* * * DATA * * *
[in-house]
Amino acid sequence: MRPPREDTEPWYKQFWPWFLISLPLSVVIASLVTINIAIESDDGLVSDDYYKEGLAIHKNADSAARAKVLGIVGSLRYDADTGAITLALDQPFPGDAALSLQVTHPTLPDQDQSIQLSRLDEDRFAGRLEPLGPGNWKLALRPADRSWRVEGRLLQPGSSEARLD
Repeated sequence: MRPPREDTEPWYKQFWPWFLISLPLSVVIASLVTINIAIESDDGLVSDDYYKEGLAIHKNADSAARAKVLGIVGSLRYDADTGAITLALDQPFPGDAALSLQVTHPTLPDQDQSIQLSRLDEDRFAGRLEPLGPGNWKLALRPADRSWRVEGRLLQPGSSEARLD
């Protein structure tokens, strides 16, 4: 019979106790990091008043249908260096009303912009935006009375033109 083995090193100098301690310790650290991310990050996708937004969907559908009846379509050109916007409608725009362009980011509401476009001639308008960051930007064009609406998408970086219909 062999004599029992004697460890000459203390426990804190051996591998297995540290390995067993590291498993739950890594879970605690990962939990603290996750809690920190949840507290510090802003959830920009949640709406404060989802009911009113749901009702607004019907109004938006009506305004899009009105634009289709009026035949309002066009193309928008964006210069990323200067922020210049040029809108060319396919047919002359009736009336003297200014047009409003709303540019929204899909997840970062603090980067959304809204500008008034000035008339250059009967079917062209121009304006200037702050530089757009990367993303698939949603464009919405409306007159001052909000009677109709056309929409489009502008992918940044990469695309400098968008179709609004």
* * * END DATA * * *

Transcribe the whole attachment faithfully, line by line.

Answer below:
[in-house]
Amino acid sequence: MRPPREDTEPWYKQFWPWFLISLPLSVVIASLVTINIAIESDDGLVSDDYYKEGLAIHKNADSAARAKVLGIVGSLRYDADTGAITLALDQPFPGDAALSLQVTHPTLPDQDQSIQLSRLDEDRFAGRLEPLGPGNWKLALRPADRSWRVEGRLLQPGSSEARLD
Repeated sequence: MRPPREDTEPWYKQFWPWFLISLPLSVVIASLVTINIAIESDDGLVSDDYYKEGLAIHKNADSAARAKVLGIVGSLRYDADTGAITLALDQPFPGDAALSLQVTHPTLPDQDQSIQLSRLDEDRFAGRLEPLGPGNWKLALRPADRSWRVEGRLLQPGSSEARLD
């Protein structure tokens, strides 16, 4: 019979106790990091008043249908260096009303912009935006009375033109 083995090193100098301690310790650290991310990050996708937004969907559908009846379509050109916007409608725009362009980011509401476009001639308008960051930007064009609406998408970086219909 062999004599029992004697460890000459203390426990804190051996591998297995540290390995067993590291498993739950890594879970605690990962939990603290996750809690920190949840507290510090802003959830920009949640709406404060989802009911009113749901009702607004019907109004938006009506305004899009009105634009289709009026035949309002066009193309928008964006210069990323200067922020210049040029809108060319396919047919002359009736009336003297200014047009409003709303540019929204899909997840970062603090980067959304809204500008008034000035008339250059009967079917062209121009304006200037702050530089757009990367993303698939949603464009919405409306007159001052909000009677109709056309929409489009502008992918940044990469695309400098968008179709609004």